House prices increased by 0.1 per cent in September, according to the latest figures from the Nationwide house price survey.
The rise follows a drop in house prices of 0.8 per cent in August reported by Nationwide. The average price of houses rose from £166,507 in August to £166,757 in September.
According to Nationwide's survey the annual change in house prices slowed from a rise of 3.9 per cent in August to 3.1 per cent.
Martin Gahbauer, Chief Economist at Nationwide, said, "September proved to be an uneventful month for house prices. The seasonally adjusted price index for a typical
UK property was essentially unchanged in September, edging up by a marginal 0.1 percent from its August level. That left the annual rate of house price inflation at 3.1 percent, down from 3.9 percent in August and 6.6 percent in July. The three month on three month rate of change - a good indicator of the near term price trend - fell from 0.0 percent in August to -0.9 percent in September. This represents the first negative reading for the three month rate of change since May 2009 and is consistent with the clear loosening of housing market conditions observed over the summer months.
"Although the three month rate of change has turned negative, at this stage it is not pointing to a significant pace of decline in property values. During the 2008 downturn in house prices, the three month rate of change dropped as low as -5.5 percent, well below the current level of -0.9 percent. Nonetheless, buyers appear to have a slightly better hand than sellers at the moment, as the market continues to absorb the recent increase in property for sale.
"Where house prices go next will depend on whether the strong flow of new property onto the market continues into the autumn, and on the extent to which existing sellers are willing to compromise on their asking price in order to make a quicker sale. Many of the new sellers who have marketed their properties may indeed be speculative sellers testing the market in response to the price gains seen since early 2009 and the abolition of Home Information Packs (HIPs). If this is the case, and there is little urgency to sell for financial or other reasons, then prices may remain more or less stable, albeit at the expense of market activity. The housing market would then be characterised by a stalemate situation with low levels of liquidity and little change in house prices. If, on the other hand, most of the new sellers in the market are keen to sell more quickly, then the recent slight downward trend in prices may continue.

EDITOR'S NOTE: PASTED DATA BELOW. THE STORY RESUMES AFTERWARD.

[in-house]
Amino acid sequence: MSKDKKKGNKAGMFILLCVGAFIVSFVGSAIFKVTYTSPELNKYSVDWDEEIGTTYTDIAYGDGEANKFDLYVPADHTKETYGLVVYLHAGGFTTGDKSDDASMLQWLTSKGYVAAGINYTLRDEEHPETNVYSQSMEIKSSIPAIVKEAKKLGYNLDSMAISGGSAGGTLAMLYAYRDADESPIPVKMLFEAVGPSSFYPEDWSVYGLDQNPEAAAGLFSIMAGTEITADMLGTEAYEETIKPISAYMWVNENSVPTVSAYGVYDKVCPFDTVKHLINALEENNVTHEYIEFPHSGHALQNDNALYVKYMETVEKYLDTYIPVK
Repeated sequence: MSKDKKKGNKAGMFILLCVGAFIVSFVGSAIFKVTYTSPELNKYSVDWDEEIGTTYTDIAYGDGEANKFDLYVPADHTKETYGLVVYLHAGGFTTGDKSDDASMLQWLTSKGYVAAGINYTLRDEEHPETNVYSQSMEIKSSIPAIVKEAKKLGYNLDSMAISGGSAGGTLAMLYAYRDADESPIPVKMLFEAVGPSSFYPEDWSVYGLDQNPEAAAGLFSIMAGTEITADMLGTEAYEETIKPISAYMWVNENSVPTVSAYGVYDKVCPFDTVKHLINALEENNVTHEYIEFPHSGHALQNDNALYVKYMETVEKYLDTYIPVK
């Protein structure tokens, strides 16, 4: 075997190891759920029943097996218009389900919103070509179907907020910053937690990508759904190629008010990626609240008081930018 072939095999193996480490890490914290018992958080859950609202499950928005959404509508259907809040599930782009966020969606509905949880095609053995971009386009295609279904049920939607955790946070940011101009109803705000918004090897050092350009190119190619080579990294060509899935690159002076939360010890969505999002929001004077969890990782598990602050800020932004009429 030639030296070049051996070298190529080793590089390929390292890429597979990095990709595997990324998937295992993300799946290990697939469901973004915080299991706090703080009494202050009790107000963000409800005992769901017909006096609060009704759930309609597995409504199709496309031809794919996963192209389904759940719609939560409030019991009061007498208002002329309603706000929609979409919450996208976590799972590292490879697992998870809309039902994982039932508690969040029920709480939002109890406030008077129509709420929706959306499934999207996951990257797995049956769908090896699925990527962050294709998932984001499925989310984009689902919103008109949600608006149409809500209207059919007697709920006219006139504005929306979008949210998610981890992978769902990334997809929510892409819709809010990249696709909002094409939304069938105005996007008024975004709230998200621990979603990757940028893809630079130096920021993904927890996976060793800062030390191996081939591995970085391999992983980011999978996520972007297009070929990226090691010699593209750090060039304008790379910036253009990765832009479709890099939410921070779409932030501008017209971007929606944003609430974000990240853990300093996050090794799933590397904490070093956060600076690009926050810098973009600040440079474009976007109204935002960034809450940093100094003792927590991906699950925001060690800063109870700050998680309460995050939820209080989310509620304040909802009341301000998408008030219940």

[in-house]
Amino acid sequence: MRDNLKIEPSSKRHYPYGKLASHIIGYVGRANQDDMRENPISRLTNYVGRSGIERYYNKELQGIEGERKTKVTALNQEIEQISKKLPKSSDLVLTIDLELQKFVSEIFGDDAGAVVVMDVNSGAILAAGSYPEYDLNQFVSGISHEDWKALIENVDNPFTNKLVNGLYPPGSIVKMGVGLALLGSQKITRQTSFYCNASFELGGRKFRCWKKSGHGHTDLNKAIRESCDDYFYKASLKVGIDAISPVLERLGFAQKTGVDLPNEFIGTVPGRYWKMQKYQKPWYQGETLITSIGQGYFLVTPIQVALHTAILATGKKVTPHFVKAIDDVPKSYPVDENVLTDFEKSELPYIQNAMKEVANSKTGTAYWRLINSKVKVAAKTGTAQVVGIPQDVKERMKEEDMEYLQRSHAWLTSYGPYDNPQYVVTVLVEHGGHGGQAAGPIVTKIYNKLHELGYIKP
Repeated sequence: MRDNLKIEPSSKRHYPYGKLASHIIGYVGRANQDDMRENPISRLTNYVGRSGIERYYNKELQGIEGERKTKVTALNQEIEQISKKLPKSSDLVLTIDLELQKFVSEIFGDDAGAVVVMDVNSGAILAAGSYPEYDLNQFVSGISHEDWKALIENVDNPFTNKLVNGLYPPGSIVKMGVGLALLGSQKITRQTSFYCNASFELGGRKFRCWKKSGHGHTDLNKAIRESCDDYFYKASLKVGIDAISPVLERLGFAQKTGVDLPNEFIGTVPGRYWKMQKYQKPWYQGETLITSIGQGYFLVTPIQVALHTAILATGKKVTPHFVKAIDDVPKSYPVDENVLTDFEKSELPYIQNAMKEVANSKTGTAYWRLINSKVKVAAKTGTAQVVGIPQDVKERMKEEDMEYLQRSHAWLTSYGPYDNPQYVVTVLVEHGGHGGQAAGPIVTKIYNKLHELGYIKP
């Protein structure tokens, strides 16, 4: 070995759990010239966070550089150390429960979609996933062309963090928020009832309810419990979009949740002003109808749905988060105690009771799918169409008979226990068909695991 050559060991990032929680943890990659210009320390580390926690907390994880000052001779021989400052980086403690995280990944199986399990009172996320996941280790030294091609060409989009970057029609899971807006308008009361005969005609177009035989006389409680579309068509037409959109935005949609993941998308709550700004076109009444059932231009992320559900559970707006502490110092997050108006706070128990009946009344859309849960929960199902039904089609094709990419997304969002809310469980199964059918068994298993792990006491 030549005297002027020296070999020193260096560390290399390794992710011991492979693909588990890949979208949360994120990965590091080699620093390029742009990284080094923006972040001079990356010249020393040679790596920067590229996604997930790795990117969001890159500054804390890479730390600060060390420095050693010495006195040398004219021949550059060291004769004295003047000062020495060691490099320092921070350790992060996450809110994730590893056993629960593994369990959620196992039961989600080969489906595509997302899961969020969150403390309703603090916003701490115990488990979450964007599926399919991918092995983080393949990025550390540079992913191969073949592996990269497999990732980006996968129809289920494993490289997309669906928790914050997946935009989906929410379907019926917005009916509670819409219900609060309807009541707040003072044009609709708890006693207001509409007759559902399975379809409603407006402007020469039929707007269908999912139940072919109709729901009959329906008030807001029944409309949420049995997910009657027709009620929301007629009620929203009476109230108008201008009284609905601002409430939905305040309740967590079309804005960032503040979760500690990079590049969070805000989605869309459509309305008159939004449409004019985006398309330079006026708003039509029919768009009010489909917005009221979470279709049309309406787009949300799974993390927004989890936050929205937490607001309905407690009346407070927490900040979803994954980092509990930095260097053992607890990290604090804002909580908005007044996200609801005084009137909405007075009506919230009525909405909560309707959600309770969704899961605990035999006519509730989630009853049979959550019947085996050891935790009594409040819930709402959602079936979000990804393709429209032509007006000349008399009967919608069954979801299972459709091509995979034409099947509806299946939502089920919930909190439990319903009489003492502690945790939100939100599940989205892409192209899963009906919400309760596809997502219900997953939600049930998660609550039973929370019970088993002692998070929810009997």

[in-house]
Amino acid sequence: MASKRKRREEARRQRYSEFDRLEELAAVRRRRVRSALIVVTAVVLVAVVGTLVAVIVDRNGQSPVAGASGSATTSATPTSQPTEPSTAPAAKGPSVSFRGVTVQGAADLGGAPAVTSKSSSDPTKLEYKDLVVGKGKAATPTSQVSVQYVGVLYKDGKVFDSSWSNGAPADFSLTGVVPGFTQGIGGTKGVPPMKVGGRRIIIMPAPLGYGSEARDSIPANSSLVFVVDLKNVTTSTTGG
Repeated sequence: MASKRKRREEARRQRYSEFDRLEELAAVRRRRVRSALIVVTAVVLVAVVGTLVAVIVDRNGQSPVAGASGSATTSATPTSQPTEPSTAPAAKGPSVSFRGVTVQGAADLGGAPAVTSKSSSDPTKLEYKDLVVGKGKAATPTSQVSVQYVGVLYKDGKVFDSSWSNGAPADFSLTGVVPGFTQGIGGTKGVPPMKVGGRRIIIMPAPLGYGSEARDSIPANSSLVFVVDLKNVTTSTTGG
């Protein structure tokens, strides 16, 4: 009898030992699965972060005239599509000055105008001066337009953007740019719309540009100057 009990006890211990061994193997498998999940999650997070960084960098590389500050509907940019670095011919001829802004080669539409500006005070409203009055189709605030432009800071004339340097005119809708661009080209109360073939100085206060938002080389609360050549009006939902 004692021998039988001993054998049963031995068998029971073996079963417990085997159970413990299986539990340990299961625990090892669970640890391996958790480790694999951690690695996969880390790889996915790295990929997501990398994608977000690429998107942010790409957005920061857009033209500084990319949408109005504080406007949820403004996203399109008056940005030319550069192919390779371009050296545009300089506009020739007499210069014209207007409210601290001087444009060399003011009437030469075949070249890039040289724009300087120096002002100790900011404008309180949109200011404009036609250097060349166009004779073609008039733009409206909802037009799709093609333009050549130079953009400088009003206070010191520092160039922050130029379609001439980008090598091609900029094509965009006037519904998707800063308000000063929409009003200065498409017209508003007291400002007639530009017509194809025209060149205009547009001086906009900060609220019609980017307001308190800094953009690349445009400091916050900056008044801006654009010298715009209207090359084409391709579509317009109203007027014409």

"Developments in the labour market will also be a key determinant of housing market performance. Recent news from the labour market has been mixed. On the positive side, growth in the number of people in employment reached a record 286,000 in the three months to July, though the majority of the new jobs created were part-time rather than full-time (chart 1). The growing use of part-time labour by firms probably reflects a desire to expand production as the economy recovers, but to do so with enough flexibility to change course quickly in case economic conditions deteriorate again. This approach suggests that confidence about the durability of the recovery is still somewhat fragile among many employers."